For those of us eagerly awaiting the Winter Olympics this February, we got an Olympics of a different kind to tide us over. Last weekend, the “Robot Olympics” took place at the Homestead-Miami Speedway in south Florida. Schaft Inc., a Google-owned Japanese company, took first place at The Games, officially called the DARPA Robotics Challenge (DRC). The events in which competitors compete, and the criteria by which they are evaluated, are nicely illustrative of Earnst Schraube’s technology as materialized action approach, and present an opportunity to push the theory further.

Robots in the DRC complete a series of tasks relevant in disaster situations. They have to climb ladders, cross uneven surfaces, cut drywall, un-wrap hoses, turn knobs, and drive cars through an obstacle course. Points are distributed based on how well the robots approximate human movement and dexterity. Points are detracted for human intervention. The top 8 teams get to move on to DRC finals, and receive a million dollars from DARPA for further development.

Schraube’s materialized action approach combines Actor Network Theory with Critical Psychology. From the latter, Schraube uses the idea of objectification which argues that technology is always imbued with human intention. From the former, he takes the idea that technologies always act back upon humans. In short, the materialized action approach says that technologies and humans have a mutually constitutive relationship, but this relationship is lopsided. Although both humans and technologies each act upon the other, humans take the primary position. Humans construct technologies in response to human problems. They build into these technologies cultural values and intentions. Technology is the material form of human action, but one without definitive consequences.

This kind of human primacy is clear in the rules and incentive structure of the DRC.  These robots are built to engage in human tasks, judged on the closeness of their human approximation, and penalized when they fall short—requiring human intervention. Following the materialized action approach, these technologies are constructed to solve human problems, in human ways. But let’s push this a bit. Let’s ask which human problems these technologies solve, and in whose interests are the technological solutions?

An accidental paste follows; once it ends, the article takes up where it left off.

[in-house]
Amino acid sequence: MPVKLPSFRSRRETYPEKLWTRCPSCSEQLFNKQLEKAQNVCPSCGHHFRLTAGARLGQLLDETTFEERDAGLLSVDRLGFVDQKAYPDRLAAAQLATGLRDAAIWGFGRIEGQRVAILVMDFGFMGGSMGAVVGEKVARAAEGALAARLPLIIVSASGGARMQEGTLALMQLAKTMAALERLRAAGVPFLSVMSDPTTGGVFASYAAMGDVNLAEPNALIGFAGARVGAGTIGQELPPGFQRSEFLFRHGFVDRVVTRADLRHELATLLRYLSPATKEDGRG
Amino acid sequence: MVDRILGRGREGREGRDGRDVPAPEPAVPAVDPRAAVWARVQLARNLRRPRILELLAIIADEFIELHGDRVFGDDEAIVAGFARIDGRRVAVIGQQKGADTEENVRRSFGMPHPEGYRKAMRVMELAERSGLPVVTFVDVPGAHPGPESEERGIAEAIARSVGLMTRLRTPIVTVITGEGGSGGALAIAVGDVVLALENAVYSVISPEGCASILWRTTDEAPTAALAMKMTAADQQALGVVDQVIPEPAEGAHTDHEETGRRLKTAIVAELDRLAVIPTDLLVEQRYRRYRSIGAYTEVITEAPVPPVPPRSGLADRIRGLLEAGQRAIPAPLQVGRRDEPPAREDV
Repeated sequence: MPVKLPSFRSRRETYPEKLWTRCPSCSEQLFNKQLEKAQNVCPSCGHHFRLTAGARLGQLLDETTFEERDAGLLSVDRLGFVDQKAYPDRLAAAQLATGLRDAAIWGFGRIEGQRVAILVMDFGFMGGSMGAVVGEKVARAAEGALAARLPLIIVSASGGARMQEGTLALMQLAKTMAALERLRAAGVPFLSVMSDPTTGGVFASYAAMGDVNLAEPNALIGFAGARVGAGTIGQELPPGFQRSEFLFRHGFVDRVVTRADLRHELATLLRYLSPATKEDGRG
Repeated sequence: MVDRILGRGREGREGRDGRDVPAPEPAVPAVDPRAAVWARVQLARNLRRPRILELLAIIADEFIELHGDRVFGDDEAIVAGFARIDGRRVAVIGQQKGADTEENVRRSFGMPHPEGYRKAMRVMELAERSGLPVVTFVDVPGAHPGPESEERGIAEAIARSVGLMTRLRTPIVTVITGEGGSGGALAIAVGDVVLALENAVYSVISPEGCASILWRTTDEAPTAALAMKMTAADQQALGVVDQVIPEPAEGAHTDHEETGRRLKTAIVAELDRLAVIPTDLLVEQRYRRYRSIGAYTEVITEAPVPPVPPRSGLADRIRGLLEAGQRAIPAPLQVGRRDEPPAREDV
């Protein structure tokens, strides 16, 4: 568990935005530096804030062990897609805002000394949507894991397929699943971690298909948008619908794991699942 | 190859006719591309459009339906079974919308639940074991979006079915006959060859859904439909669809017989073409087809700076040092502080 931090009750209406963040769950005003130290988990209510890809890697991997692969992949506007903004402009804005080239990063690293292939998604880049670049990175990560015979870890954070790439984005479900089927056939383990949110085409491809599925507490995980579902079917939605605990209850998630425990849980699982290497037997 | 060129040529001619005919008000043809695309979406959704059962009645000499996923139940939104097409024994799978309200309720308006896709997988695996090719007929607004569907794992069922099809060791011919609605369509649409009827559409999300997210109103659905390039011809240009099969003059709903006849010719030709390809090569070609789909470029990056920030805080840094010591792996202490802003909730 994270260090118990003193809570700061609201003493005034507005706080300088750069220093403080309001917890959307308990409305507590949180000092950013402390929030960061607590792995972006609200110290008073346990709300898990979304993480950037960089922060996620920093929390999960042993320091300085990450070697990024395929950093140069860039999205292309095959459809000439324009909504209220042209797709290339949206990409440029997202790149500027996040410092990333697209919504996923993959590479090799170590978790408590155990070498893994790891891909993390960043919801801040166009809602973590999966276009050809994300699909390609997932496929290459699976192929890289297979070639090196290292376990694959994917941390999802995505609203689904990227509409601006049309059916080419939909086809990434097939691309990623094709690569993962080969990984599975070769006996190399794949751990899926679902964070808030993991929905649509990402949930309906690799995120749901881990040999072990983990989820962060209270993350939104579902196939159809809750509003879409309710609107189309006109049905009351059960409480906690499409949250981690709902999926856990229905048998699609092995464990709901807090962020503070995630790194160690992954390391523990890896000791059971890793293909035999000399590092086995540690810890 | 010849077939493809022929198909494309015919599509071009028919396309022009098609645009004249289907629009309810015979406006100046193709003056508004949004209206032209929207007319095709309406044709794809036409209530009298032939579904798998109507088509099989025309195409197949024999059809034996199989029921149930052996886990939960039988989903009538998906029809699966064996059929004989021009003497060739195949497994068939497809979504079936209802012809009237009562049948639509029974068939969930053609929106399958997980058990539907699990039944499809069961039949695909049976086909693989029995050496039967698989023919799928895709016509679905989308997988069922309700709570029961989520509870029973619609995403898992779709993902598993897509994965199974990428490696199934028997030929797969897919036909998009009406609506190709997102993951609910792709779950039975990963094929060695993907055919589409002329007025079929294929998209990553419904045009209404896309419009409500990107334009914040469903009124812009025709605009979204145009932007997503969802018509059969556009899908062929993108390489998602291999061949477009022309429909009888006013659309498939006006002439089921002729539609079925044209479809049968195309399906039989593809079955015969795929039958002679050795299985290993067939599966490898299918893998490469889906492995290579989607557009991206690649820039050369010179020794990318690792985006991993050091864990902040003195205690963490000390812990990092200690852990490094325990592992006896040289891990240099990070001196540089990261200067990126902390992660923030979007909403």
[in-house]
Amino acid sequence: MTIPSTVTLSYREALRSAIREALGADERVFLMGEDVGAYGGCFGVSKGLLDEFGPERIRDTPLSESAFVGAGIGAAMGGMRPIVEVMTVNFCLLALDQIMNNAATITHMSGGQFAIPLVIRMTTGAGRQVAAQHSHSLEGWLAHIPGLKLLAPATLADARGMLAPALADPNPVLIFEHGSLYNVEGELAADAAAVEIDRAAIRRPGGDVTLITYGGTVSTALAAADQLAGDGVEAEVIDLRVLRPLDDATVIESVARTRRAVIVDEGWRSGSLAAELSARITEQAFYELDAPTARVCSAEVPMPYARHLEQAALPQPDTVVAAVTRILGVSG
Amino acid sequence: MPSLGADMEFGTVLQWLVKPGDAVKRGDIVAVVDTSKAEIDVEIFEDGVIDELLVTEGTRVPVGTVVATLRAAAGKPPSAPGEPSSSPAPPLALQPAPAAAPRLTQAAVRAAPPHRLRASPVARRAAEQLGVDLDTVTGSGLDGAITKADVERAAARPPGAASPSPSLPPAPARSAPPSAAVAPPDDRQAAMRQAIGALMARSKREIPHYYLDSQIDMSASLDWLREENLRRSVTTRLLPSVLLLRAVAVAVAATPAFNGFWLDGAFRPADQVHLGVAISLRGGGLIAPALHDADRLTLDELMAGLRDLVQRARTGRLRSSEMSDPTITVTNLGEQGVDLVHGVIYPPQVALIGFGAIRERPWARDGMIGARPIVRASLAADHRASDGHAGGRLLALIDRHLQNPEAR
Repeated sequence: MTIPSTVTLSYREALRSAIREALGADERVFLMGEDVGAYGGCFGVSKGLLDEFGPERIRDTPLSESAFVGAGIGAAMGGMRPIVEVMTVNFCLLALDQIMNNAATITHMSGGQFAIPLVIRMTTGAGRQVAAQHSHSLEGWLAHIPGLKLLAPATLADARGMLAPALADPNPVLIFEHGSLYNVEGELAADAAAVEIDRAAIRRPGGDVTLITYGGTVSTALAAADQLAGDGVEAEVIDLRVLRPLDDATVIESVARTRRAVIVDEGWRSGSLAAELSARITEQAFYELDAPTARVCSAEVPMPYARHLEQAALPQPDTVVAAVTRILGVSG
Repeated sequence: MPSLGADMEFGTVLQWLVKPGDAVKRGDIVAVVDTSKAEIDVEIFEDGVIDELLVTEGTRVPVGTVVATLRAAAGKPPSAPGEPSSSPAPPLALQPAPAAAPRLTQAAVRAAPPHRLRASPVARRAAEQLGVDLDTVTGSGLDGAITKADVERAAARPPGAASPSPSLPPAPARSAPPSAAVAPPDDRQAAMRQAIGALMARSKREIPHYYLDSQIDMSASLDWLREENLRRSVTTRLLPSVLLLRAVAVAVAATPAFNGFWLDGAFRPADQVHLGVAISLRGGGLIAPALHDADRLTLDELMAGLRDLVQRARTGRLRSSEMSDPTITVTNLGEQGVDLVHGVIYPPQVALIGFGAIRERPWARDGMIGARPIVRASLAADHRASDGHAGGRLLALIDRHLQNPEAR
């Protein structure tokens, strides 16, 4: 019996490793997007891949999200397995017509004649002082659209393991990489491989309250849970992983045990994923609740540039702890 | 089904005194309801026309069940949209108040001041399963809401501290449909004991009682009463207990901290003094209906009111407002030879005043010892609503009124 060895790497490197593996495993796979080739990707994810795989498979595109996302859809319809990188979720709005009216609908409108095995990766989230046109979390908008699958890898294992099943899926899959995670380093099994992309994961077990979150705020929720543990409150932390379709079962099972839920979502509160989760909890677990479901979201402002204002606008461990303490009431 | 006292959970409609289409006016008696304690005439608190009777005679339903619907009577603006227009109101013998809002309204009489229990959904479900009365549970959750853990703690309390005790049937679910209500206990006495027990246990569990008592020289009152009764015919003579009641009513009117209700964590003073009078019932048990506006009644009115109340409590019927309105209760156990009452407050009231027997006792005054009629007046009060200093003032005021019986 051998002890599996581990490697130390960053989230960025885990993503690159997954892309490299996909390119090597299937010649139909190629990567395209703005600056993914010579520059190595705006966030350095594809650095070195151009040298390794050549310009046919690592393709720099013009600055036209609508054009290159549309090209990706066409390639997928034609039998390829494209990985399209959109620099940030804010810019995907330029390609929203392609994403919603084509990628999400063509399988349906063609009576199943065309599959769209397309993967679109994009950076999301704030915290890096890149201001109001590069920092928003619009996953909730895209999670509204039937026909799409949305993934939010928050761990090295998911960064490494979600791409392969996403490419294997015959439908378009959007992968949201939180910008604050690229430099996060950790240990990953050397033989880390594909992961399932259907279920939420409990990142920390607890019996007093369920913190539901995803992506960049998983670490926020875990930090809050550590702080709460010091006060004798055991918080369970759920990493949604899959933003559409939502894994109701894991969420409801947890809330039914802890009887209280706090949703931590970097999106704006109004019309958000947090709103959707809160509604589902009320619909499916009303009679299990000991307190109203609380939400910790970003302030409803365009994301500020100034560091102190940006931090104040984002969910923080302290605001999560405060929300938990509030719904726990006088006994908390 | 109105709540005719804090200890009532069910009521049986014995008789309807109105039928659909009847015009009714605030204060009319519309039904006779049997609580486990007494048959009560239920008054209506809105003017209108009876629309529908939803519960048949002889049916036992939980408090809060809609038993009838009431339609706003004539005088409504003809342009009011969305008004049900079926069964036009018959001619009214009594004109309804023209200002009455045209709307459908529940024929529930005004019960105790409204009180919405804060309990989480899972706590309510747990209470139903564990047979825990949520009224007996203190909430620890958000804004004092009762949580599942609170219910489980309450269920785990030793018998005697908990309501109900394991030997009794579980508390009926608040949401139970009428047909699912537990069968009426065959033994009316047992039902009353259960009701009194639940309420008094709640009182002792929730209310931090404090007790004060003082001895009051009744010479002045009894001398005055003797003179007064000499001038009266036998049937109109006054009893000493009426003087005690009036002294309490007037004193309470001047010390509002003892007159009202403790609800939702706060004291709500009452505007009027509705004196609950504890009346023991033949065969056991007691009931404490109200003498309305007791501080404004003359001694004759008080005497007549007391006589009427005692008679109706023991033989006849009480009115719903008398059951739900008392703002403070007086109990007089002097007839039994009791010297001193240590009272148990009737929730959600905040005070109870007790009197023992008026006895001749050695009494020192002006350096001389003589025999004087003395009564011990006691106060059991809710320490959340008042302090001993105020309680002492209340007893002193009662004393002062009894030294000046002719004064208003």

Human problems—both personal and collective—are infinite. Technological solutions are not. I argue that we should always ask which problems get solved, who gets to decide, and who benefits? These questions are, of course, deeply interlinked.

Let’s take the case of the DRC. The human problems they address are those disaster relief and/or military combat. This outcome is guided by DARPA—the Defense Advanced Research Project Agency—as they provide financial support for developers. Who benefits, is the U.S. Military and those willing to work for the betterment of the military. Here is DARPA’s mission statement:

DARPA’s mission is to maintain the technological superiority of the U.S. military and prevent technological surprise from harming our national security by sponsoring revolutionary, high-payoff research bridging the gap between fundamental discoveries and their military use…

Exploding out this example, it seems that the problems which get addressed, how this is done, and who benefits, is largely an effect of who can pay the developmental tab. Technology costs, and those who can pay will always have a stronger voice in shaping which technologies develop, and how.

Each decision is always a decision not to do something else, just as each bit of money and energy towards one technological development is energy and money not funneled into something else. I am not arguing for or against the value of DARPA or the DRC robots. Rather, I suggest we take these questions of source and benefit as an organizing frame with which to understand technological developments, where they come from, and where they might lead.

Jenny is a weekly contributor for Cyborgology. Follow Jenny on Twitter @Jenny_L_Davis